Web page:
I found this tale of twin brothers very dark. Charles, seeking his pleasure and Robert the sombre priest seemed to me to be hell-bent on destroying each other in a version of the eternal triangle. Charles met with Eponine, the young prostitute the men had known since childhood, at every chance he could find but she was determined to bed Robert, who in turn was obsessed by her but tormented by illness and his religion. An un-named narrator who is the friend of Charles is given the task of publish ...more
A short, somewhat overwrought account of two brothers--Charles the libertine, and Robert the priest, and the woman (Eponine) who comes between them. Bataille was a strange figure in the French art and literature movement, and L'Abbe C is complete with a homoerotic tension between the twin brothers, and an underlying theme that sometimes those who are the most pristine externally harbor the most twisted perversions internally. This novella, although published in 1950, treats many of the themes th ...more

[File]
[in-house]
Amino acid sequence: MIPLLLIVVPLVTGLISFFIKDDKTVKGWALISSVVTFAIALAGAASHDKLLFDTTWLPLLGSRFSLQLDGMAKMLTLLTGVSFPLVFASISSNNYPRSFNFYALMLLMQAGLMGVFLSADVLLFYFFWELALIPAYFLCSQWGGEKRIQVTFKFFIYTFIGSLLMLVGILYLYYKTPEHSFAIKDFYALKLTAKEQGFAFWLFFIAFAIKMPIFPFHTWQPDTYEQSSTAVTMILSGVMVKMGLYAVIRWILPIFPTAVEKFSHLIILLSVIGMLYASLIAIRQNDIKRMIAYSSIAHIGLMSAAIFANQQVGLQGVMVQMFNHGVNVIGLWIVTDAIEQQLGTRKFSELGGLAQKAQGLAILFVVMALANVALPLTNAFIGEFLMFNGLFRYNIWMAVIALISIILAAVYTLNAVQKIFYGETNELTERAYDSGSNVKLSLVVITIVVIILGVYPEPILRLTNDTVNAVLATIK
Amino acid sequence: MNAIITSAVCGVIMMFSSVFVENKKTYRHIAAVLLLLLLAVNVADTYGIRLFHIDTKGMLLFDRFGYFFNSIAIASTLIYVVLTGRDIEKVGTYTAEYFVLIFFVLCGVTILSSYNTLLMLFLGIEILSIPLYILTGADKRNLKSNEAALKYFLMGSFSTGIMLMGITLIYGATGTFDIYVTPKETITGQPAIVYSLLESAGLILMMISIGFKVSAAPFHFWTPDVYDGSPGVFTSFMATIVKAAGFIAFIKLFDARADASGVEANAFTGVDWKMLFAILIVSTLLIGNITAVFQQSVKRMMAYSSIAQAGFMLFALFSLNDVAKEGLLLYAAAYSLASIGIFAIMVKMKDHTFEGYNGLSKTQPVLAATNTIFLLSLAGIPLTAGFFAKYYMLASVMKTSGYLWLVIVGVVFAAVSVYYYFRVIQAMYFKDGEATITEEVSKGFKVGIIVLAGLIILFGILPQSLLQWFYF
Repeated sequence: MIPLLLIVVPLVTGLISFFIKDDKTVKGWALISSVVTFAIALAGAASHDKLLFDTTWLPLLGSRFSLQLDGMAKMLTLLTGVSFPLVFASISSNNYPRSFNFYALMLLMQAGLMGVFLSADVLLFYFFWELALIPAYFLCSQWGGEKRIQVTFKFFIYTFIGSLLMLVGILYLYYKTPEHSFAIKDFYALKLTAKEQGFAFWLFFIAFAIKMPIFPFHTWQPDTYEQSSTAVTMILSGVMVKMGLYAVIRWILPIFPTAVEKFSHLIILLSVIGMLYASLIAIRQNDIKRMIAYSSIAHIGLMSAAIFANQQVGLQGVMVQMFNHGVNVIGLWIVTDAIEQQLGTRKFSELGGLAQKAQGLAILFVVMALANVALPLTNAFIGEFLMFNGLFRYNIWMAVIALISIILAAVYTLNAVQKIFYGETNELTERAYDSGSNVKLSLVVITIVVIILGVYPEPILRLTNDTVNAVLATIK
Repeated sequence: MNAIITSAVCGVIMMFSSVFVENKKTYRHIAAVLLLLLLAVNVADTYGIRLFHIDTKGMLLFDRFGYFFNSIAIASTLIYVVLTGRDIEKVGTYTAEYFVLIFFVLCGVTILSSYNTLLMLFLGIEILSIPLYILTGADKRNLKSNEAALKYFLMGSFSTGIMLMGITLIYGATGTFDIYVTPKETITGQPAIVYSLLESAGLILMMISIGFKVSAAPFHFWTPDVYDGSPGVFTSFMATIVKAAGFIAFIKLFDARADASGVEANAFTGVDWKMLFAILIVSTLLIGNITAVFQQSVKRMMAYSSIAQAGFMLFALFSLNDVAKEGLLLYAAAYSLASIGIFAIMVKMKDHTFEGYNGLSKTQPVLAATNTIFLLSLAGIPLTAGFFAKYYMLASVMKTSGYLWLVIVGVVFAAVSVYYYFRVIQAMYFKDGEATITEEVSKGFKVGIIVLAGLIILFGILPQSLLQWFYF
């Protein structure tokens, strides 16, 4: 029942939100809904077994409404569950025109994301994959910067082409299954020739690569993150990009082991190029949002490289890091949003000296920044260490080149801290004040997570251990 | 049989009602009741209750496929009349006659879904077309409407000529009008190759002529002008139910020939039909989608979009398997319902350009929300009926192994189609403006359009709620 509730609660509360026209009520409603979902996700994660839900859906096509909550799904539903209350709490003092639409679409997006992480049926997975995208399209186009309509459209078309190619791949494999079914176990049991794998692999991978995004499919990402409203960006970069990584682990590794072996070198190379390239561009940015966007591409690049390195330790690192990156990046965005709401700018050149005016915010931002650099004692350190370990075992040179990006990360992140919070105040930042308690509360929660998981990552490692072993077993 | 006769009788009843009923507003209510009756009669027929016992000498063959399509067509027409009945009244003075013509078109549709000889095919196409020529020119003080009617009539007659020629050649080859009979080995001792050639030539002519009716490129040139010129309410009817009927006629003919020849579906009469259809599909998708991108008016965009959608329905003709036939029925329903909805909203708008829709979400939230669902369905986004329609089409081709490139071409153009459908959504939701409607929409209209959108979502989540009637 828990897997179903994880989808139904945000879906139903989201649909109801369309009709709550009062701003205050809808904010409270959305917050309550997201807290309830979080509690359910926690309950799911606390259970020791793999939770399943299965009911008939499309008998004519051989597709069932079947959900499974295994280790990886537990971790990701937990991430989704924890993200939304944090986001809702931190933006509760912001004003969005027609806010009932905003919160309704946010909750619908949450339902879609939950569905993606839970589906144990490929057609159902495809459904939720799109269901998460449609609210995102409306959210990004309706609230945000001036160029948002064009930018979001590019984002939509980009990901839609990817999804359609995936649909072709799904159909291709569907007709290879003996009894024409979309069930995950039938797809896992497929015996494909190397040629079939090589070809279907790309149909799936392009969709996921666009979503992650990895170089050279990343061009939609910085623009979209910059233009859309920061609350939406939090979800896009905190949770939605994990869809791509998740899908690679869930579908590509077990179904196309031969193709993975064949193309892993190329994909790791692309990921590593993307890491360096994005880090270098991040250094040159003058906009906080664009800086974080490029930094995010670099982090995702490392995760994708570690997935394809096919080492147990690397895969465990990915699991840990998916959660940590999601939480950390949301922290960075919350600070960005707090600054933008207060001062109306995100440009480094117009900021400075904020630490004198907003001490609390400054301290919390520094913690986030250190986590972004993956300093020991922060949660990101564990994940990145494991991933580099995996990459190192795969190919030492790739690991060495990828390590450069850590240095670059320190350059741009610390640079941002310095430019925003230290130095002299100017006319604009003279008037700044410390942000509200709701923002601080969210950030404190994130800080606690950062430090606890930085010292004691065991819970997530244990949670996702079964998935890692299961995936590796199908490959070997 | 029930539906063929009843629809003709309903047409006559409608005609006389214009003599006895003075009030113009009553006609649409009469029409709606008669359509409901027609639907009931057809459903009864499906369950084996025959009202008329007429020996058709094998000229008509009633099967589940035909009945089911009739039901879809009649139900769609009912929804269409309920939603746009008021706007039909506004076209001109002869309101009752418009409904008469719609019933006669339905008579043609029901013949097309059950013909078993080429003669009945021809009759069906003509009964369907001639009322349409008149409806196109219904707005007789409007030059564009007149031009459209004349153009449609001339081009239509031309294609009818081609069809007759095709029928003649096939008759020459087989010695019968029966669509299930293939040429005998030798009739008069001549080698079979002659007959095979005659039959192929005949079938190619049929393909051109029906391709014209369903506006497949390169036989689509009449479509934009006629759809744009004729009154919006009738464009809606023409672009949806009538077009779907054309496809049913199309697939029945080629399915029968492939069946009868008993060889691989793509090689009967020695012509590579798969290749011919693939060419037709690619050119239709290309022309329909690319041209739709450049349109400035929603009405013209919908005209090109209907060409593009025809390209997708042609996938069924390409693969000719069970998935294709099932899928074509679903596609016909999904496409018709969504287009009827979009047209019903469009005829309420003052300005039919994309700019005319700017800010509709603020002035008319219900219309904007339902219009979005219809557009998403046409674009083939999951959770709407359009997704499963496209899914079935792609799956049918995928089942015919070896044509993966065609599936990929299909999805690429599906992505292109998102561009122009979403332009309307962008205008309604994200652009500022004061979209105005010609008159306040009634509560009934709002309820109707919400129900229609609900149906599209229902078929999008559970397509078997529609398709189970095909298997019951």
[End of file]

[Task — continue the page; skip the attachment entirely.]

L'abbe C is Bataille's first novel and you can somewhat tell. Underlying philosophical themes of the novel tend to steer the story too much and Bataille seems stuck between surrealist tendencies and developing realistic characters whom he can utilize to make commentary on the human condition. That being said, this book is infectiously dark and eerie. A story about a brother attempting to make his twin brother who is a priest sleep with his favorite whore is enough to make me like it enough. A fr ...more
About two-thirds of the way through, I finally started to understand what was happening, and the postscript made it seem a worthwhile read. One day I should probably re-read it knowing the outcome, but it'll be a long time before I undertake that goal. It's definitely a bit over my head.
Zachary Mclean
I thought this story was very hard to follow as the author seemed to bounce back and forth from his own thoughts to one characters thoughts to anothers. It was, however, philosophically shocking and thus recommended since what doesn't kill us, only makes us stronger.
Inez Parra